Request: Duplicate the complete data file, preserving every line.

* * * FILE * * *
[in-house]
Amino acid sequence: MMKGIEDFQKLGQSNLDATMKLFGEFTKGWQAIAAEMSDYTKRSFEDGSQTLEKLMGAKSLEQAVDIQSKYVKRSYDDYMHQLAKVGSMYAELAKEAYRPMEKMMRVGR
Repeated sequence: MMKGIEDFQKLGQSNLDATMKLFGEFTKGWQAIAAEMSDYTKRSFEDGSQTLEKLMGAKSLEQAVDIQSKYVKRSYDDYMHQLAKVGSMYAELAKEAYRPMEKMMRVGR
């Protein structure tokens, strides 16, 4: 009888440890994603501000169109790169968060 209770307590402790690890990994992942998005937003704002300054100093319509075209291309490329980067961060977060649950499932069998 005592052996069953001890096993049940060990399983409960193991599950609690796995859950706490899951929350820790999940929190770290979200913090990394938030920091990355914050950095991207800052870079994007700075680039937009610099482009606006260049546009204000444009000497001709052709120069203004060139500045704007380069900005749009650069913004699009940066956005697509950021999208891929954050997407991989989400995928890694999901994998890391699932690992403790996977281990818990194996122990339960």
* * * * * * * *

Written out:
[in-house]
Amino acid sequence: MMKGIEDFQKLGQSNLDATMKLFGEFTKGWQAIAAEMSDYTKRSFEDGSQTLEKLMGAKSLEQAVDIQSKYVKRSYDDYMHQLAKVGSMYAELAKEAYRPMEKMMRVGR
Repeated sequence: MMKGIEDFQKLGQSNLDATMKLFGEFTKGWQAIAAEMSDYTKRSFEDGSQTLEKLMGAKSLEQAVDIQSKYVKRSYDDYMHQLAKVGSMYAELAKEAYRPMEKMMRVGR
């Protein structure tokens, strides 16, 4: 009888440890994603501000169109790169968060 209770307590402790690890990994992942998005937003704002300054100093319509075209291309490329980067961060977060649950499932069998 005592052996069953001890096993049940060990399983409960193991599950609690796995859950706490899951929350820790999940929190770290979200913090990394938030920091990355914050950095991207800052870079994007700075680039937009610099482009606006260049546009204000444009000497001709052709120069203004060139500045704007380069900005749009650069913004699009940066956005697509950021999208891929954050997407991989989400995928890694999901994998890391699932690992403790996977281990818990194996122990339960």